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D&D: Lessons from a Media Panic

Dungeons and Dragons was once accused of leading children to Satanism, but today the game looks more like a solution to a problem plaguing modern parenting.

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D&D: Lessons from a Media Panic

Produced by Bonnie Bertram and Meral Agish
Original Release
April 17, 2016
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Dungeons and Dragons was once accused of leading children to Satanism, but today the game looks more like a solution to a problem plaguing modern parenting.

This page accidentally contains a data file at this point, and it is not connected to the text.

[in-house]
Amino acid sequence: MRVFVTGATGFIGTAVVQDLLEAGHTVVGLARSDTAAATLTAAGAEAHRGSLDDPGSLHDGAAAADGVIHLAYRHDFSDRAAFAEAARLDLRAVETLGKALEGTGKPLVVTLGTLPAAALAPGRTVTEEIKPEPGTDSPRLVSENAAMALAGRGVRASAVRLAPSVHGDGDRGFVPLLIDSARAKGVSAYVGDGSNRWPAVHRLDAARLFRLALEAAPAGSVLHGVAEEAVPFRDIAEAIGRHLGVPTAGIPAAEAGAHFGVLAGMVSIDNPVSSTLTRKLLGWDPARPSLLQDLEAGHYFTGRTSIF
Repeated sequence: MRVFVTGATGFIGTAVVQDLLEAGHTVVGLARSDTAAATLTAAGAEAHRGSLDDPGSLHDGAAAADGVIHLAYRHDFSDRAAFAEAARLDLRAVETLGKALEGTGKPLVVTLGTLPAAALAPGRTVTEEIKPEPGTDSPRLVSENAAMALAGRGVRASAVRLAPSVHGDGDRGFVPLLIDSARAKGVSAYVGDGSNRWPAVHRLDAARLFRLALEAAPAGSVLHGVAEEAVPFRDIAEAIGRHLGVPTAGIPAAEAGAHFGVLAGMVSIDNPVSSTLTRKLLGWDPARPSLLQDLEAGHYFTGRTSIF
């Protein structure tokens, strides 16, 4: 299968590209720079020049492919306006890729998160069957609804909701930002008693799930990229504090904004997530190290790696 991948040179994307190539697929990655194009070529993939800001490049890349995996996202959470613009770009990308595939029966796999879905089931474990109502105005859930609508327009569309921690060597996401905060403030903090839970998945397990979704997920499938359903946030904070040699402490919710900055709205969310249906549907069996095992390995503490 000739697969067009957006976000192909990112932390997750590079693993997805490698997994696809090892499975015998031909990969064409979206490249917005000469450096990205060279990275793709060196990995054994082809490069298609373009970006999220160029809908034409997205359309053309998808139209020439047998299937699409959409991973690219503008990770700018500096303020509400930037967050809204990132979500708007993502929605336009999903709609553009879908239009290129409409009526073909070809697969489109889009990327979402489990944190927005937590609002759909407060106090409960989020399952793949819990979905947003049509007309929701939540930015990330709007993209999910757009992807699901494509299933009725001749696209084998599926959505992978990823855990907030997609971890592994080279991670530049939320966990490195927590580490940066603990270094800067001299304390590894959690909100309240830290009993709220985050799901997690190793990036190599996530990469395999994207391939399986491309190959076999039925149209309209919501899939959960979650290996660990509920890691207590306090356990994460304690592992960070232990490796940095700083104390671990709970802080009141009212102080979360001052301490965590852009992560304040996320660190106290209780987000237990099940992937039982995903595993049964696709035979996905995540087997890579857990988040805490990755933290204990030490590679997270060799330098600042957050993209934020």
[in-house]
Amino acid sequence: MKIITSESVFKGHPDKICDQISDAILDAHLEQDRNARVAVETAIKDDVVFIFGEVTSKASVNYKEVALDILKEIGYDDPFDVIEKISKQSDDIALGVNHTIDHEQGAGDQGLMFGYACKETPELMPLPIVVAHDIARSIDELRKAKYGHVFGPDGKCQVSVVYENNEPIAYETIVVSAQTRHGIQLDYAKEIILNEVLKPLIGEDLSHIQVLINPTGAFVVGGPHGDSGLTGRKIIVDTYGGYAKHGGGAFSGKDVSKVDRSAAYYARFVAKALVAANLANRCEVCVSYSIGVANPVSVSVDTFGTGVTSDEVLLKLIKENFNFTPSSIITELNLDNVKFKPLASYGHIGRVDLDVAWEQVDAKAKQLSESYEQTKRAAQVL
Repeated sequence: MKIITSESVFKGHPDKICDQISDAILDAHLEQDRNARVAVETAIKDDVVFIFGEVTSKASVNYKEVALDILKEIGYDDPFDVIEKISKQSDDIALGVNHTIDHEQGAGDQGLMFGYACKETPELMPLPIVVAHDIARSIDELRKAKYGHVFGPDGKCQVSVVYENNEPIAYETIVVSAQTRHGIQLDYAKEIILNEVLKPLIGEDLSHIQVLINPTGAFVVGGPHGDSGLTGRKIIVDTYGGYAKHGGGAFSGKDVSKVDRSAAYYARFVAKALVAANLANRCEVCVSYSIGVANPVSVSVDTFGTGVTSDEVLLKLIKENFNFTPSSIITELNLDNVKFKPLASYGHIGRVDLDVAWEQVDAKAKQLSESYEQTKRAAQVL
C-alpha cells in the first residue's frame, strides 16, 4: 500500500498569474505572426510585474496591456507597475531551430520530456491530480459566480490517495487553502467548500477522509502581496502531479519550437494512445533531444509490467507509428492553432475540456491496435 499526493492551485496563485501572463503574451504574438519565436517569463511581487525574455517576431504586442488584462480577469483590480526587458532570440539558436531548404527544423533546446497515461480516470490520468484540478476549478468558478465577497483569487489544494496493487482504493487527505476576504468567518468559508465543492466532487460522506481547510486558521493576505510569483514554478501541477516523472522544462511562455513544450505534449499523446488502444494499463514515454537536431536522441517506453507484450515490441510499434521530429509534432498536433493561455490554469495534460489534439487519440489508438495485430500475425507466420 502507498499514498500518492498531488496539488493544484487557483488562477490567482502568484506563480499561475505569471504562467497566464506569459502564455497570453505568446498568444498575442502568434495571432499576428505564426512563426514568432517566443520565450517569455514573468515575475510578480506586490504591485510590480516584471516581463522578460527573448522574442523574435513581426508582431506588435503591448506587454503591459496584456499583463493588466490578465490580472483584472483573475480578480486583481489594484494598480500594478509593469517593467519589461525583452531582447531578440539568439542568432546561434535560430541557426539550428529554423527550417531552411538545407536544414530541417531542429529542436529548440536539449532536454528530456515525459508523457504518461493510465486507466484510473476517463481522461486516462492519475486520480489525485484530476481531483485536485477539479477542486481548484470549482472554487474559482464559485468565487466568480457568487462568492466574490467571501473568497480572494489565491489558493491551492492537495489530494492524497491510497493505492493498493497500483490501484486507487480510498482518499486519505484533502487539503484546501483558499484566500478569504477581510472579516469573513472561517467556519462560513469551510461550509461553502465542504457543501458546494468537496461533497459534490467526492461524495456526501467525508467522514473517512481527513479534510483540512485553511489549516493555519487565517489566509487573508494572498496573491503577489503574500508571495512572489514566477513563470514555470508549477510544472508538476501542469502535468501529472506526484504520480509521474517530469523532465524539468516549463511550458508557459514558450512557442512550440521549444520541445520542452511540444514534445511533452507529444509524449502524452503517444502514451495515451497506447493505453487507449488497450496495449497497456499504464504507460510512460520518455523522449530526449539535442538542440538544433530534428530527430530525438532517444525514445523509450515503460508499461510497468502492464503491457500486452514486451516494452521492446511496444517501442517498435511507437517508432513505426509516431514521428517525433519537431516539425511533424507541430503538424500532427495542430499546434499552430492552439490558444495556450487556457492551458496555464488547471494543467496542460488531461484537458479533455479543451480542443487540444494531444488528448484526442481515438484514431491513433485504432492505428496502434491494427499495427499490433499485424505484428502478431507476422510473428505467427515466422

Dungeons & Dragons debuted in 1974 and had moved from a cult classic to a mainstream hit by the early 1980s. Millions of kids around the world were gathering around tables and going on imaginary adventures set by the Dungeon Master as part of this role playing game. But a string of murder-suicides that involved kids who played the game brought a new focus, and critics, many of them conservative Christians, thought the game was an invitation to devil worship and violence.

Today, the game is still a popular pastime and instead of it triggering a moral panic, it’s considered by many parents and sociologists to be the kind of activity that encourages kids to gather in real time, and use their imagination. In short, proponents say that D&D playing is the kind of activity that encourages positive social engagement and a preferable alternative to screen time.

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